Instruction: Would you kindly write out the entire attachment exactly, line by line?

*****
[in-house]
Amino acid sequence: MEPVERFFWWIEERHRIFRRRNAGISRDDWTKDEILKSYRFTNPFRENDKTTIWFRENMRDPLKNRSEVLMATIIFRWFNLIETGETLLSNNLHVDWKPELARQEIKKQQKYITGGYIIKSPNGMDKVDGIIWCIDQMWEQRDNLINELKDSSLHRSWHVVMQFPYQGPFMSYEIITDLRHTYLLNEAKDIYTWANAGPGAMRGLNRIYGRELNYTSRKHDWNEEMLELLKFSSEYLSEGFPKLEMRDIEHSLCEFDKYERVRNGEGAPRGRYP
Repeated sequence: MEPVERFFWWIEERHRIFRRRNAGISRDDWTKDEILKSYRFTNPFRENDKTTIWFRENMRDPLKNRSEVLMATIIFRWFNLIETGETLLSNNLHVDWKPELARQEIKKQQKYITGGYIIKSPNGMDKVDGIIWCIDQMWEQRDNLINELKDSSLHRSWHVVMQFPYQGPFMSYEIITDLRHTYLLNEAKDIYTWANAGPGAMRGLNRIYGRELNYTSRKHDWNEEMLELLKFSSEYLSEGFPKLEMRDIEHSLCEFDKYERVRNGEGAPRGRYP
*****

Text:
[in-house]
Amino acid sequence: MEPVERFFWWIEERHRIFRRRNAGISRDDWTKDEILKSYRFTNPFRENDKTTIWFRENMRDPLKNRSEVLMATIIFRWFNLIETGETLLSNNLHVDWKPELARQEIKKQQKYITGGYIIKSPNGMDKVDGIIWCIDQMWEQRDNLINELKDSSLHRSWHVVMQFPYQGPFMSYEIITDLRHTYLLNEAKDIYTWANAGPGAMRGLNRIYGRELNYTSRKHDWNEEMLELLKFSSEYLSEGFPKLEMRDIEHSLCEFDKYERVRNGEGAPRGRYP
Repeated sequence: MEPVERFFWWIEERHRIFRRRNAGISRDDWTKDEILKSYRFTNPFRENDKTTIWFRENMRDPLKNRSEVLMATIIFRWFNLIETGETLLSNNLHVDWKPELARQEIKKQQKYITGGYIIKSPNGMDKVDGIIWCIDQMWEQRDNLINELKDSSLHRSWHVVMQFPYQGPFMSYEIITDLRHTYLLNEAKDIYTWANAGPGAMRGLNRIYGRELNYTSRKHDWNEEMLELLKFSSEYLSEGFPKLEMRDIEHSLCEFDKYERVRNGEGAPRGRYP